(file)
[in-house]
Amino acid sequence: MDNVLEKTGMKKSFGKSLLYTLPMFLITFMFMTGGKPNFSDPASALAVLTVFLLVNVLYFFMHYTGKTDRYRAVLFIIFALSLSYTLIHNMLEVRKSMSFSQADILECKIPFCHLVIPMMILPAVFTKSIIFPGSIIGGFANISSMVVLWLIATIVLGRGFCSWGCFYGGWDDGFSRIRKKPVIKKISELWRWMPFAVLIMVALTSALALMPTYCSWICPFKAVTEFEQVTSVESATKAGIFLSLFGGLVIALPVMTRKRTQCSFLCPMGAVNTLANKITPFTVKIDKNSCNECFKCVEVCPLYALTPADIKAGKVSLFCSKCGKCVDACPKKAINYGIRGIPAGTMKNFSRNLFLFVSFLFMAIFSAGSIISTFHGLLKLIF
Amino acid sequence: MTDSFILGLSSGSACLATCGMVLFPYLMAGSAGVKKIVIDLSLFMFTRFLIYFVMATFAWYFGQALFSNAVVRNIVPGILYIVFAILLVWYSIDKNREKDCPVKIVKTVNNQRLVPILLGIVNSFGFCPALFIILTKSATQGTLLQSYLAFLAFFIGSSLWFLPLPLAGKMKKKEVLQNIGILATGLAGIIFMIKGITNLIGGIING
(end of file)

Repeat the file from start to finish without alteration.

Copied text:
[in-house]
Amino acid sequence: MDNVLEKTGMKKSFGKSLLYTLPMFLITFMFMTGGKPNFSDPASALAVLTVFLLVNVLYFFMHYTGKTDRYRAVLFIIFALSLSYTLIHNMLEVRKSMSFSQADILECKIPFCHLVIPMMILPAVFTKSIIFPGSIIGGFANISSMVVLWLIATIVLGRGFCSWGCFYGGWDDGFSRIRKKPVIKKISELWRWMPFAVLIMVALTSALALMPTYCSWICPFKAVTEFEQVTSVESATKAGIFLSLFGGLVIALPVMTRKRTQCSFLCPMGAVNTLANKITPFTVKIDKNSCNECFKCVEVCPLYALTPADIKAGKVSLFCSKCGKCVDACPKKAINYGIRGIPAGTMKNFSRNLFLFVSFLFMAIFSAGSIISTFHGLLKLIF
Amino acid sequence: MTDSFILGLSSGSACLATCGMVLFPYLMAGSAGVKKIVIDLSLFMFTRFLIYFVMATFAWYFGQALFSNAVVRNIVPGILYIVFAILLVWYSIDKNREKDCPVKIVKTVNNQRLVPILLGIVNSFGFCPALFIILTKSATQGTLLQSYLAFLAFFIGSSLWFLPLPLAGKMKKKEVLQNIGILATGLAGIIFMIKGITNLIGGIING